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The Normans (lit. "Northmen") were Scandinavian invaders who began to occupy the northern area of France now know as Normandy in the latter half of the 9th century. Under the leadership of Hrolf Ganger, who adopted the French name Rollo, they swore allegiance to the king of France and received the lower Seine area from him (911). Rollo became the first Duke of Normandy and was the ancestor of William the Conqueror (Duke William II, also known as king William I of England).

William the Conqueror, his fellow Normans and their descendants formed a distinct population in England. Ousting most of the previous Saxon rulers (as the Saxons had, generations before, displaced the leaders of the Celtic tribes in the British Isles), they occupied most of the top places in the political structure. (Historians debate whether pre-Norman England should be considered a feudal government - indeed, the entire characterization of Feudalism is under some dispute.) Many of the Saxon English lost lands and titles; the lesser thegns and others found themselves lower down the social pecking order than previously. A number of free geburs had their rights and court access much decreased, becoming unfree villeins.

The degree of subsequent Norman-Saxon conflict (as a matter of conflicting social identities) is a question disputed by historians. The nineteenth century view of intense mutual resentment, reflected in the popular legends of Robin Hood and the novel Ivanhoe by Sir Walter Scott, may have been considerably exaggerated. Some residual ill-feeling is suggested by contemporary historian Orderic Vitalis[?], who in Ecclesiastical Historii (1125) wrote in praise of native English resistance to "William the Bastard". Likewise, a law called the "Mudrum fine" established a high (46 mark) fine for homicide against a Norman; this law was thought to be necessary due to the high rate of English attacks against Normans.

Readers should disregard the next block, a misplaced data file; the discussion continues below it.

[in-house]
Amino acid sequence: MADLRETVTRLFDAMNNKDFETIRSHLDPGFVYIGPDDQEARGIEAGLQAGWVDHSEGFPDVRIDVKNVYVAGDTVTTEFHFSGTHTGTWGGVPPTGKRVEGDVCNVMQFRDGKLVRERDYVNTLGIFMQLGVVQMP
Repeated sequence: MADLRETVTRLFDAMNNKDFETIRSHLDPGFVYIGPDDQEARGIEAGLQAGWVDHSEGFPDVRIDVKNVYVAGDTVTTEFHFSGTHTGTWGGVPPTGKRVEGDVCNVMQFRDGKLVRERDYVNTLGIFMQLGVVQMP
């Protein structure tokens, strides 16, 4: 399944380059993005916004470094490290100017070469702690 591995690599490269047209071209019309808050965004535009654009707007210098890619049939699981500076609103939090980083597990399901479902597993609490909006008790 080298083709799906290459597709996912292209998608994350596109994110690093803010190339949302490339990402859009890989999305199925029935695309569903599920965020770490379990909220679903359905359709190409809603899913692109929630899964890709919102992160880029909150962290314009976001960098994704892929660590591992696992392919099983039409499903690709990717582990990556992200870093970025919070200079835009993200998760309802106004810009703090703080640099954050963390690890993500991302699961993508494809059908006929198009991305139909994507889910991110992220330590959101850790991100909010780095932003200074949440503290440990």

Whatever the level of dispute, over time, the two populations largely intermarried and merged, combining languages and traditions. Normans began to identify themselves as Anglo-Norman; indeed, Anglo-Norman French was considerably distinct from the "French of Paris", which was the subject of some humor by Geoffrey Chaucer. Eventually, even this distinction largely disappeared with the Anglo-Normans identifying themselves as, simply, English.

References and external links:

  • Brown, Elizabeth (see Feudalism)
  • Maitland, F. W., Domesday Book and Beyond: Three Essays in the Early History of England (feudal Saxons)
  • Muhlbergher, Stephen, Medieval England (Saxon social demotions)
  • Reynolds, Susan (see Feudalism)
  • Robertson, A. J., ed. and trans. Laws of the Kings of England from Edmund to Henry I. New York: AMS Press, 1974. (Mudrum fine)



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